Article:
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22 July 2013

Hepatitis: a case of see no evil hear no evil speak no evil.

Pamela Anderson 3

What do Pamela Anderson the actor, and Billy Graham the wrestler have in common?

A quick search on Wikipedia will show you they both are reported to have had hepatitis C. Pamela got it apparently by sharing a needle for a tattoo, Billy by exposure of blood during competitions. Evel Knievel the dare devil stuntman got hepatitis C after a blood transfusion. WHO celebrates World Hepatitis Day on July 28th to raise awareness about this insidious disease with the theme of 3 monkeys and the ancient proverb “see no evil hear no evil speak no evil” to highlight how people are not communicating about this disease.

Hepatitis C and B are chronic diseases, passed by blood or other body fluids. Often symptomless for years they result in extensive liver damage and cancer. Their silent nature makes them particularly difficult to combat - people don’t make the link between the occasion they got infected and the disease, and don’t find it easy to stick to treatments that feel worse than their symptoms.  On top of that, although in many countries hepatitis B is a disease of childhood there is stigma associated with the infection in some countries because it can be sexually transmitted. Both illnesses are associated with injecting drug use.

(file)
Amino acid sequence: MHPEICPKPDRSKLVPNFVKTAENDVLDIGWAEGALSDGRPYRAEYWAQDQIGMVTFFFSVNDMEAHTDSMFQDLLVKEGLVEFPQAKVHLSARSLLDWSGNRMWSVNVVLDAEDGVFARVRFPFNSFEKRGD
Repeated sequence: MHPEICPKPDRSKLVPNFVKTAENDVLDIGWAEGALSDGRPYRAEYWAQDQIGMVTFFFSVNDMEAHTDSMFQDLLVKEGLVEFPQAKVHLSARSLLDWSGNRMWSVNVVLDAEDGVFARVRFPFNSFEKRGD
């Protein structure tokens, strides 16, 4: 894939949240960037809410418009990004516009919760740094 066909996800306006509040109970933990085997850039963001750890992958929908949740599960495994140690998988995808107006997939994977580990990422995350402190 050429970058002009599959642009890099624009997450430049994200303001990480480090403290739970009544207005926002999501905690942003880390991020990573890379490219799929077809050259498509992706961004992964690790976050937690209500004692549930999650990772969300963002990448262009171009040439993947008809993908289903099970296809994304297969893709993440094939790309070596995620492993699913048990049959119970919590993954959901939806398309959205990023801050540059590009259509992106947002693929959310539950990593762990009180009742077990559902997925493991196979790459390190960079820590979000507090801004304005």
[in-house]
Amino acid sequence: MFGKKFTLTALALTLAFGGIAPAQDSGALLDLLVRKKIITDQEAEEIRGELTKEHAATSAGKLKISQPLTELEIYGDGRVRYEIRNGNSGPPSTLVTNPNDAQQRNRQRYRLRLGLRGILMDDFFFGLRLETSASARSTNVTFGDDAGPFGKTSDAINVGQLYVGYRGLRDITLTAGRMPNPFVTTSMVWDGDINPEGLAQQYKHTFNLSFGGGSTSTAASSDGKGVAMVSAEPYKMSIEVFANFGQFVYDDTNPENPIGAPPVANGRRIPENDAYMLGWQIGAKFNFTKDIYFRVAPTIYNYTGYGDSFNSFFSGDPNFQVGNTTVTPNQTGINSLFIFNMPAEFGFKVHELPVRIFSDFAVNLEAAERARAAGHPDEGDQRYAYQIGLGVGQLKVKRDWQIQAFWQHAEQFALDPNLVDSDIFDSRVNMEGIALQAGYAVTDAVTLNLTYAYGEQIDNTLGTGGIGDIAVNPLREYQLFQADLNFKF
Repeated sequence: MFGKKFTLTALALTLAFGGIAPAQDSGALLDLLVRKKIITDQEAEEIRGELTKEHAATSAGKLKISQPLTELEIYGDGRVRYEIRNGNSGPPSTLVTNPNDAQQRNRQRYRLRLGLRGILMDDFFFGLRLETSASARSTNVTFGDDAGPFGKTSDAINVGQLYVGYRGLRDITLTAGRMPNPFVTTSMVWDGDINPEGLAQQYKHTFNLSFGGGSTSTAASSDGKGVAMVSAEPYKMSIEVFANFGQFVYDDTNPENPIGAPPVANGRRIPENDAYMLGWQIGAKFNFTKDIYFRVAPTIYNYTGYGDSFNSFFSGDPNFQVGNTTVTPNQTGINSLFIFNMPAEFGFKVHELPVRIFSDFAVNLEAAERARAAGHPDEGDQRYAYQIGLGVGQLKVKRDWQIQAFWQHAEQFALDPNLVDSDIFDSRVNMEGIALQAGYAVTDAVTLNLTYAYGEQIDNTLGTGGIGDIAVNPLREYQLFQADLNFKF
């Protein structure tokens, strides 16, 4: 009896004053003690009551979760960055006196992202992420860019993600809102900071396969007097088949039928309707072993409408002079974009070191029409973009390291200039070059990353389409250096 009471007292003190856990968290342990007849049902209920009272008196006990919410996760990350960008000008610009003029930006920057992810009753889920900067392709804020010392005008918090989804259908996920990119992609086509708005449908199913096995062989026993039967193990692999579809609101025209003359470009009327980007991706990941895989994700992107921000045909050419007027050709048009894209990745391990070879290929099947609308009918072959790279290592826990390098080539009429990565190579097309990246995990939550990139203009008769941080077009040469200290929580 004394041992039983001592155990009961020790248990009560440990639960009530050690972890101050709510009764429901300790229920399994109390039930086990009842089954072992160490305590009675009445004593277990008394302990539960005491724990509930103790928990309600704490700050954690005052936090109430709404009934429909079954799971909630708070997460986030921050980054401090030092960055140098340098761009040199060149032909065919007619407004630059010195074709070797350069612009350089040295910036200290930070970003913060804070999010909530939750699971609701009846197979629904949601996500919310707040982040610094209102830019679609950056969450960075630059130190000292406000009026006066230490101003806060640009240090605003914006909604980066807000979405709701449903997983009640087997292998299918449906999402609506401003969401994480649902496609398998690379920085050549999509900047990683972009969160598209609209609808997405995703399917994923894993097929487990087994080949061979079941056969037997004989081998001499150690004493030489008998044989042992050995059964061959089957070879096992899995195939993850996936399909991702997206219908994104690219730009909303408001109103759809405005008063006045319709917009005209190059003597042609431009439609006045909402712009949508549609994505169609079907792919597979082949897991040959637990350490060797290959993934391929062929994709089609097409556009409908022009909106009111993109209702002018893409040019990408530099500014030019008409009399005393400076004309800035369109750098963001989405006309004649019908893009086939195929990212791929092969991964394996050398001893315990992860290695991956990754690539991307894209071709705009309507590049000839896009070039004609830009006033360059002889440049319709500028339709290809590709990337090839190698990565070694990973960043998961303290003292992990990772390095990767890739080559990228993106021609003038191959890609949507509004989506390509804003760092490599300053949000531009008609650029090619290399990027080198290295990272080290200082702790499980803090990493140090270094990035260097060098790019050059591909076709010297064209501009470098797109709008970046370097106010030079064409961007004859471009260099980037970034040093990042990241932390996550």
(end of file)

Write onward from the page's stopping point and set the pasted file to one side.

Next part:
The list of celebs with hepatitis C on Wikipedia is one way of breaking the taboo to get people talking about hepatitis C.  Airing the issue is important because less than half hepatitis C infected people know that they have the illness, according to recent research. While they don’t know they are ill they can be suffering liver damage  and spreading the disease. Ignorance isn’t bliss.

There has been no better time to break the silence around hepatitis because it is treatable and preventable. There is a vaccine for hepatitis B that can be used from birth. For hepatitis C, new antivirals are on the way that could herald a totally oral treatment with fewer side effects: several new protease inhibitors as well as a viral polymerase inhibitor. There are simple public health measures to stop disease spread too- safe sex with condoms, use of clean needles for injections of any kind, screening blood donations, mass vaccination.

In 2012 WHO established a Global Hepatitis programme to prevent and treat viral hepatitis and world leaders recommitted themselves at the 66th World Health Assembly to taking action. The Hepatitis coalition think WHO could do more to make treatment more available in lower income countries- by making some of the drugs part of the Essential Medicines list and funding better vaccination programmes

 See 'Latest research'  page on Global Health Knowledge Base for selected records about hepatitis C from Global Health database.


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